Most Fatal Falls Occur at Home

By Bill Bambrick, Lexington Manor –

fatal falls“I have fallen and cannot get up!” We all have heard this line over the years with a slight chuckle based on its origin back in the 80’s and 90’s. Life Alert was the commercial that made us all aware of being safe at home. Is this the best solution or does it give us a false sense of security? Any tools that can enhance your quality of life and give peace of mind are always a plus. If you fall and are knocked unconscious what process is in place? Is someone calling you daily just to check in?

Falling is the leading cause of unintentional injury at home among Americans 65 and older. Older people sustain such injuries by stumbling on stairs; slipping in bathtubs; falling off ladders and step stools; and tripping over garden hoses, dog leashes, and household appliance cords.

According to a 2003 CPSC study titled, “Special Report: Emergency Room Injuries, Adults 65 and Older,” consumers 65 and over are increasingly at risk from product-related injuries that occur in or around their homes, especially injuries caused by falling.

From 1991 to 2002, the number of people 75 and older who were treated in a U.S. hospital emergency room for product-related injuries increased an astonishing 73 percent. During the same period, the number of Americans in that age group grew by only 27 percent.

Each week, more than 30,000 Americans over the age of 65 are seriously injured by falling, and nearly 250 die from their injuries, according to the NSC. Of those who do survive falling, 20-30 percent experience debilitating injuries that affect them the rest of their lives. Falling is also the leading cause of injury, and the leading cause of injury-related death, for both men and women 75 and older.

According to the NSC, 54 percent of all falling-related deaths of older people are caused by seniors falling down at home, and 20 percent of those fatal falls occur in residential institutions.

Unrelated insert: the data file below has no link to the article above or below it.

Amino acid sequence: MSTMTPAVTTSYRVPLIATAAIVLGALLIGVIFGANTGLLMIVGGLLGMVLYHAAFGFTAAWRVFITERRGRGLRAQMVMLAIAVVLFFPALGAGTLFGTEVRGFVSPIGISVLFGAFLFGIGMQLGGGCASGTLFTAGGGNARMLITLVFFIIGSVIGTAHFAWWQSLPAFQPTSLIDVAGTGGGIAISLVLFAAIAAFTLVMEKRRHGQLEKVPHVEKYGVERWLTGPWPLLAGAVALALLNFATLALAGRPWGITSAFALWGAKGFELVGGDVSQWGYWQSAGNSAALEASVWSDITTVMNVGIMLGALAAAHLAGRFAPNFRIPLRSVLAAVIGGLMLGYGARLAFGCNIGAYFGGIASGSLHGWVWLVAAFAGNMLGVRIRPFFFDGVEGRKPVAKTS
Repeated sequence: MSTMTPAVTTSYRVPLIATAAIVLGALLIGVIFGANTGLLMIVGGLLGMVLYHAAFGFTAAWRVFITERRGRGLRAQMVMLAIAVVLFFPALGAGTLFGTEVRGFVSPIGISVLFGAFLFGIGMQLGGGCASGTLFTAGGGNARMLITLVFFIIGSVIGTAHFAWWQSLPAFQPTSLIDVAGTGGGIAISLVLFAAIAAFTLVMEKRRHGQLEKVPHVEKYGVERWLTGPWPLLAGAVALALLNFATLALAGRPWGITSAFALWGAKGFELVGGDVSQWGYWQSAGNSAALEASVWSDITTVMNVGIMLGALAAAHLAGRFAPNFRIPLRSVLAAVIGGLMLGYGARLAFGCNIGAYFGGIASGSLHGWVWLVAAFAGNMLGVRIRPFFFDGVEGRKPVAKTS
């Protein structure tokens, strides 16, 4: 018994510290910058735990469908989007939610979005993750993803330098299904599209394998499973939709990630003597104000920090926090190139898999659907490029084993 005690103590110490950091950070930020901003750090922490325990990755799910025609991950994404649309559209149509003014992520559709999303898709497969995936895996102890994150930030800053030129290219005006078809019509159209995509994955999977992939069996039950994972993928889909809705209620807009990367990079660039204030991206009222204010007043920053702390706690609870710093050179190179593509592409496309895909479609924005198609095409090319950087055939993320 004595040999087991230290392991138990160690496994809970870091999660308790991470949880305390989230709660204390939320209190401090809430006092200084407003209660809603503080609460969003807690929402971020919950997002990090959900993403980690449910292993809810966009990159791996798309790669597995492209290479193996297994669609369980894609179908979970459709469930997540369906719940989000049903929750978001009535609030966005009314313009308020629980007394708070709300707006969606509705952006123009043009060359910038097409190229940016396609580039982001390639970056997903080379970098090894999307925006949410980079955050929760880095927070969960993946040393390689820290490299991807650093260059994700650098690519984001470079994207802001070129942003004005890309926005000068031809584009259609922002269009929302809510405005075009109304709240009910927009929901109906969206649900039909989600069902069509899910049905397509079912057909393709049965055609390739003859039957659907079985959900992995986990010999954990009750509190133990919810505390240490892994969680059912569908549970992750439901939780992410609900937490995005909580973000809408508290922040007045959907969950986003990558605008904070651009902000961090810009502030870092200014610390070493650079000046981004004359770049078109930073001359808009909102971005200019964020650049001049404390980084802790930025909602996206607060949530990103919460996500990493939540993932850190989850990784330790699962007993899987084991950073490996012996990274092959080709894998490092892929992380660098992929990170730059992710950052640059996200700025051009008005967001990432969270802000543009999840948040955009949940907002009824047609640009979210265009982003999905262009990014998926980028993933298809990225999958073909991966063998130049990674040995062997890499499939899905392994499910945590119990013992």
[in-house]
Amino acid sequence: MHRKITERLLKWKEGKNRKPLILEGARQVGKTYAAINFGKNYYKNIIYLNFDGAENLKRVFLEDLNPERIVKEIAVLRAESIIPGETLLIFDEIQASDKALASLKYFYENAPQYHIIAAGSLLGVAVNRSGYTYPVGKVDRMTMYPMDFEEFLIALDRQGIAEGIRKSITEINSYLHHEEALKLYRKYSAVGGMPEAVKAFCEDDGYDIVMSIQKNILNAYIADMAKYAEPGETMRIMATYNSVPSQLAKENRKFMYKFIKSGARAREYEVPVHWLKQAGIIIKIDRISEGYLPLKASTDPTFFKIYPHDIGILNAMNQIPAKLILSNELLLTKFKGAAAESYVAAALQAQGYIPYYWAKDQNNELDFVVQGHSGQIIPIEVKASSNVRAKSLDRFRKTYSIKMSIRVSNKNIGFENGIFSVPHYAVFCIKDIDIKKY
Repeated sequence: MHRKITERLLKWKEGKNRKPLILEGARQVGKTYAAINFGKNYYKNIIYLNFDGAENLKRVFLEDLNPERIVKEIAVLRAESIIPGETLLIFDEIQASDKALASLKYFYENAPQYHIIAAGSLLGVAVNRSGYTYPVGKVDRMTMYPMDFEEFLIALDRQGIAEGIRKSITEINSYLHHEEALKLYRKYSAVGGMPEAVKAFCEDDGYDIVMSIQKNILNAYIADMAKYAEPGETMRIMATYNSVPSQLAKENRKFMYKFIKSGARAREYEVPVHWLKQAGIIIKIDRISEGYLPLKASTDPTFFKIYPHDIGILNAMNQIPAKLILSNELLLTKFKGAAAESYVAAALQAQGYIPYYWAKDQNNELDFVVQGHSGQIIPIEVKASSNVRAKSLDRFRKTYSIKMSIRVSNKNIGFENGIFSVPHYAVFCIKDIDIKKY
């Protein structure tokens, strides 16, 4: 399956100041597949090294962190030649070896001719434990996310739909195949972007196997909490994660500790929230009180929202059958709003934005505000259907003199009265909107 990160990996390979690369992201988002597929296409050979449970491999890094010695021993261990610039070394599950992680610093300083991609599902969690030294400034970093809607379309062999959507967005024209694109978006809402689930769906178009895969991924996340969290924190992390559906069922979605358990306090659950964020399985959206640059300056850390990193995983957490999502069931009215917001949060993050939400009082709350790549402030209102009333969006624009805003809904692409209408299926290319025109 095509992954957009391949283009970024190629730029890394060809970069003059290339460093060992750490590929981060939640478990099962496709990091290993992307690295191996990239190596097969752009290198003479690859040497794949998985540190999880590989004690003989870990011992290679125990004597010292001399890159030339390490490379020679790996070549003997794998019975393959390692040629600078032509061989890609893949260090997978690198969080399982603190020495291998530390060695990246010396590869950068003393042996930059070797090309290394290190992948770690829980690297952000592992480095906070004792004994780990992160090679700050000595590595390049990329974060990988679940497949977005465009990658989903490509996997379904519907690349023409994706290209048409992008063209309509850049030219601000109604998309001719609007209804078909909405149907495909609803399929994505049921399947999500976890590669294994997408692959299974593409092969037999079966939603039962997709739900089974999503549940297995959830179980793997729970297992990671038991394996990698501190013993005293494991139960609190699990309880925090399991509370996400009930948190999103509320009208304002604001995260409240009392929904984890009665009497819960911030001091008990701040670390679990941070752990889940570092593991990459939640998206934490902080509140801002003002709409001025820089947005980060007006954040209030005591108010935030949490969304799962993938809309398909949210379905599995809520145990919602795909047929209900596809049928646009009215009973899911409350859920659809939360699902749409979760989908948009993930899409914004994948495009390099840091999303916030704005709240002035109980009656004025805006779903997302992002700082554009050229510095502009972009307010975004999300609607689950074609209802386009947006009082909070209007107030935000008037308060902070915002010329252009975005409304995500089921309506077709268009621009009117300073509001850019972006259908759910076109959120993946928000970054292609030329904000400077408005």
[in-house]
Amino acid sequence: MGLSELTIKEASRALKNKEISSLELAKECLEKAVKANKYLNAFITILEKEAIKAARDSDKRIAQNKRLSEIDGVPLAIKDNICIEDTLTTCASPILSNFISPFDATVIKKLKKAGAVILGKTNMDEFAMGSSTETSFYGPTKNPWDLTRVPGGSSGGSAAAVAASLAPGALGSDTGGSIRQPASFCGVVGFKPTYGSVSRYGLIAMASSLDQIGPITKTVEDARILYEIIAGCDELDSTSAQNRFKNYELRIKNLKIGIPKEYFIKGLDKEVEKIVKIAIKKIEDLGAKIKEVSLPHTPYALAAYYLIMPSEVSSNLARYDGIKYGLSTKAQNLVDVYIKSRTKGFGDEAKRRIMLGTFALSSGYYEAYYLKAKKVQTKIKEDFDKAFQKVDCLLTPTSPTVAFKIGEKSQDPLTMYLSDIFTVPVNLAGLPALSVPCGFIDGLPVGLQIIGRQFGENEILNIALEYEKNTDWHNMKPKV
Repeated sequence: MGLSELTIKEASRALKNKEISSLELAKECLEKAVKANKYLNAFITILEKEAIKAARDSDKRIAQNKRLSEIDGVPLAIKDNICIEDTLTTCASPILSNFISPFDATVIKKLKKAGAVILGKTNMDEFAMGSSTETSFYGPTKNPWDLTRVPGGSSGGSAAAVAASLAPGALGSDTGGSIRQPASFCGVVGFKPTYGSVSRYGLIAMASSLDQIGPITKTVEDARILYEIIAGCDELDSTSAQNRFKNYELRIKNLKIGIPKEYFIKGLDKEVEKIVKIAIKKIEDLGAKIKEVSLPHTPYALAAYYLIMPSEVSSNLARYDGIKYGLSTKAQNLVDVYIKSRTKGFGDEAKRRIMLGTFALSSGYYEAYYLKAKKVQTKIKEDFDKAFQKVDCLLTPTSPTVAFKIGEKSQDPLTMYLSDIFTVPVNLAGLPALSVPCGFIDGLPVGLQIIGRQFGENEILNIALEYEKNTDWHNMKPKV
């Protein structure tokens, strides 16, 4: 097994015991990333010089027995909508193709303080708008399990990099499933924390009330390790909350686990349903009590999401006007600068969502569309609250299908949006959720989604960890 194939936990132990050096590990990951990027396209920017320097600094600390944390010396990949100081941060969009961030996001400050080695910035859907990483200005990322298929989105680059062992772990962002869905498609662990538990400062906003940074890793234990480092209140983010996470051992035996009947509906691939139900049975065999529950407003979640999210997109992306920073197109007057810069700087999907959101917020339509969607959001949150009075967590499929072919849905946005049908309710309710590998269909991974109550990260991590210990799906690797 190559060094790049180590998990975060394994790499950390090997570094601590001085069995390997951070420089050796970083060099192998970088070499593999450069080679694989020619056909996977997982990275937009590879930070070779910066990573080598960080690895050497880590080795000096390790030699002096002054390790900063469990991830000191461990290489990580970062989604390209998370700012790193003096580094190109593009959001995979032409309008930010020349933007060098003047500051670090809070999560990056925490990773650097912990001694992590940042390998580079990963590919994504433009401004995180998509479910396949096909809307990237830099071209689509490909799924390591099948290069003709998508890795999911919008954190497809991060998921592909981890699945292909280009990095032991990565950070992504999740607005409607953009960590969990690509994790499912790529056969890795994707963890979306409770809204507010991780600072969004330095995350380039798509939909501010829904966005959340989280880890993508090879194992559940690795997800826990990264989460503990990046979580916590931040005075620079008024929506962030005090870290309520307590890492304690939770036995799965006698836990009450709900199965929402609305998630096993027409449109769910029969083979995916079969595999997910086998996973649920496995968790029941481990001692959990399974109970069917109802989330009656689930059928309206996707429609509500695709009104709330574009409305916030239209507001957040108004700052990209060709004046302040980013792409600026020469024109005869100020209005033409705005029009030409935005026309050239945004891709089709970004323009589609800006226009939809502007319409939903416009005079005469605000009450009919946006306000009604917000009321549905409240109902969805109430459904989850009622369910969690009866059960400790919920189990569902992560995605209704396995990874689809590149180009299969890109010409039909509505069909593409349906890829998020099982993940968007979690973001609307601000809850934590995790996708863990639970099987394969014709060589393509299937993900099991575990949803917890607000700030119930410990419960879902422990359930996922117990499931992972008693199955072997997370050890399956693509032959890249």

The most common serious injury from falling is a hip fracture. More than 24 percent of all people suffering a hip fracture die within a year of falling, and another 50 percent never return to their prior level of mobility and independence.

Prevention is the key to reduce your risk of falling. Here are some tips:

  • Have a regular exercise program, start one. Lack of exercise leads to weakness, and that increases your chances of falling.
  • Remove items you might trip over (such as papers, books, clothes, and shoes) from stairs and places where you walk.
  • Remove small throw rugs or use double-sided tape to keep the rugs from slipping.
  • Have grab bars installed next to your toilet, and install grab bars in your tub or shower.
  • Use non-slip mats in the bathtub and on shower floors.
  • Improve the lighting in your home. Make sure all stairways have handrails and sufficient lighting.
  • If you are a senior or have a disability, it’s best to wear shoes that give good support and have thin non-slip soles. You might also consider avoiding lightweight slippers (especially backless styles) or athletic shoes with deep treads, which can reduce your feeling of control.
  • Medications both prescription and over-the-counter have side-effects that can increase your fall risk. Consult with your physician or pharmacist on all medications to ensure you minimize risk.
  • Vision problems can also increase your risk; cataracts, glaucoma

Bill Bambrick has over 20 years in health care with a focus on seniors needs. Bill can be reached by email: wm.bambrick@gmail.com, or at Lexington Manor Assisted Living here in Port Charlotte.

Copyright ©2012 Bill Bambrick Port Charlotte, Florida

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